No. That if they are done working - that's when your obligation ends. As to overtime, that would depend upon if they working beyond a normal 8 hour shift.
An employee is entitled to at least minimum wage and overtime pay at time and a half for all hours worked over 40 hours per week. However, the federal Fair Labor Standards Act (FLSA) and Pennsylvania’s Minimum Wage Act do not require overtime pay for “any employee engaged in a bona-fide executive, administrative, or professional capacity” who is paid on a salaried basis instead of an hourly wage. (29 U.S.C. § 213a(1), 43 P.S. § 333.105a(5)). When is travel time compensable?
To start with, commute time is rarely paid for. "Rarely," because there are situations in which a nonexempt employee will travel from his home to a job site and, if the travel time is greater than "normal" commute time, then most companies in most states will have to pay for the extra time.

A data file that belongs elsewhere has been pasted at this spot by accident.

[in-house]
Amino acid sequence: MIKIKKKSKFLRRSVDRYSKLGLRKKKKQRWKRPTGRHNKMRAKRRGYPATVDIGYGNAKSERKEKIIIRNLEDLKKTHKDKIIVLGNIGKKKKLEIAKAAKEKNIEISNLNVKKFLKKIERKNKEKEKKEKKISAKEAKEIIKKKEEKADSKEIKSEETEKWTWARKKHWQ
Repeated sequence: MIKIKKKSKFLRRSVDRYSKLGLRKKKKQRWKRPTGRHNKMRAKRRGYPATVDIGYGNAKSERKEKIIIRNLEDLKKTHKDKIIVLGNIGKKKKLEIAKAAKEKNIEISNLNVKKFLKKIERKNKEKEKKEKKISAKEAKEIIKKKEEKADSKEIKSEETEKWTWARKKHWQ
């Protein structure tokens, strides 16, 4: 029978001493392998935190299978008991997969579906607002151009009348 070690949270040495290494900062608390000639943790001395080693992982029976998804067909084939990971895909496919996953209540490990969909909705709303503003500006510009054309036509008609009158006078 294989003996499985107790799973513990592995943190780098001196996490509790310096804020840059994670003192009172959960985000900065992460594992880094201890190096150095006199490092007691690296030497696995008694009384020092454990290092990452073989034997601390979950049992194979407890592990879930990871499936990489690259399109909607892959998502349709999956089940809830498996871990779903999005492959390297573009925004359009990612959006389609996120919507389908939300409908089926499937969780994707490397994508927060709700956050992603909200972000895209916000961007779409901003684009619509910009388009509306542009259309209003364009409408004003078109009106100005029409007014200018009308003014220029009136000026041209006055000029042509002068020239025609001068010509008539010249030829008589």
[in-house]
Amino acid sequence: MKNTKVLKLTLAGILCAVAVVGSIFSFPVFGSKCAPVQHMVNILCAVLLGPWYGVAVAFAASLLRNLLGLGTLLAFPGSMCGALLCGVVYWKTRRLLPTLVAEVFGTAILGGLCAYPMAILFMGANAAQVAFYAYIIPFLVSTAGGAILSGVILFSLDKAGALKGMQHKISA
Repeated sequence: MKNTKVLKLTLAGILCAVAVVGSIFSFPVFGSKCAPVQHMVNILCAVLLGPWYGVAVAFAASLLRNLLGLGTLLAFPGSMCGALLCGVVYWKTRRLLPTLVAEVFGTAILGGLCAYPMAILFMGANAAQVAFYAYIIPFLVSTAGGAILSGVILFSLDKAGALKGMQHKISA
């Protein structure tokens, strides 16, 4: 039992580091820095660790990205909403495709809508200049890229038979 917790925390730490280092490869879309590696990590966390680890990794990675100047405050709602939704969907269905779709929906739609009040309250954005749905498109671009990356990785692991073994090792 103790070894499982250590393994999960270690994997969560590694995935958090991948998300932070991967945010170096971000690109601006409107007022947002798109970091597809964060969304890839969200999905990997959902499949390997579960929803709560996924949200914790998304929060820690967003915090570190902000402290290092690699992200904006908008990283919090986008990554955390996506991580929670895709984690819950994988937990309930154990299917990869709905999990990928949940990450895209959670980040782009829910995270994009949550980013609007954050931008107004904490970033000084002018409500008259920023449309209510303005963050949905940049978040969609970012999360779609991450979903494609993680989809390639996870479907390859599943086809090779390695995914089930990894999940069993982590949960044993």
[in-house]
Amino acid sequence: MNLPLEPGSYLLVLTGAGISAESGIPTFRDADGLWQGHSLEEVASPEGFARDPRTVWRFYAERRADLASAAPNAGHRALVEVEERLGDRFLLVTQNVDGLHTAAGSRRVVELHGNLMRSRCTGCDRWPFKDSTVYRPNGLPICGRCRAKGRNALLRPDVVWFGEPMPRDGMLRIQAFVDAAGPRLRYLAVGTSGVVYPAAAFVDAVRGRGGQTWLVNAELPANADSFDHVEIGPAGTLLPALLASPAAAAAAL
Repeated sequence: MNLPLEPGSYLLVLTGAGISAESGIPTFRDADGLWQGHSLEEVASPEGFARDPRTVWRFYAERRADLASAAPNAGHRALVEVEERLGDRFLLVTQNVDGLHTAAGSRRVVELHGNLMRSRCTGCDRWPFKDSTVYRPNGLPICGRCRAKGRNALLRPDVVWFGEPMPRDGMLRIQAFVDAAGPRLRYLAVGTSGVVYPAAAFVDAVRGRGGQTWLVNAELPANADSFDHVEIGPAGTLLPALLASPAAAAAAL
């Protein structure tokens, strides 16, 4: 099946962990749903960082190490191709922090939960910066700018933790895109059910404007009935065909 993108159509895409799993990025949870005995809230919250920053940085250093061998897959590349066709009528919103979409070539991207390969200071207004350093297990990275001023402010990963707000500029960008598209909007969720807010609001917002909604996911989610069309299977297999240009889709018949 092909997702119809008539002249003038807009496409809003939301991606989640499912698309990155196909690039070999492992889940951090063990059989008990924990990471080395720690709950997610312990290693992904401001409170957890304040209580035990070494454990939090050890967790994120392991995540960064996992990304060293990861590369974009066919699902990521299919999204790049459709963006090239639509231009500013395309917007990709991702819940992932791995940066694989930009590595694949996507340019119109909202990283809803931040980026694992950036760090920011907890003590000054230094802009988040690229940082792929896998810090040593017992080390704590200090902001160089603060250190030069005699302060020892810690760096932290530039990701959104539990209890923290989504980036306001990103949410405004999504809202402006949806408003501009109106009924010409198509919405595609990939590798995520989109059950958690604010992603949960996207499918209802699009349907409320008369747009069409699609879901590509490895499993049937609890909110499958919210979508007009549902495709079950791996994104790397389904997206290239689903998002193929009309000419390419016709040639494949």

However, when a nonexempt employee reports into a central office and then goes to a job site, the travel time to get to the site is considered as time worked and is compensable (and also counts toward overtime hours). The simple rule of thumb is that the employee's day starts when s/he reports into the office.
Most employers seem confused about travel time spent getting to out-of-town travel to seminars or workshops or trade shows. The fact that nonexempt employees must be paid for such travel time as time worked is probably one more reason why so few nonexempt employees are sent to anything but local workshops. The last problem is, just what is "travel time" when one goes out of town? Is it from the time the employee leaves his house to the time that he checks into a hotel, or is it from the time the employee leaves his house until the plane lands? What if he lands, has dinner, rents a car, and then gets to the hotel three hours after touchdown?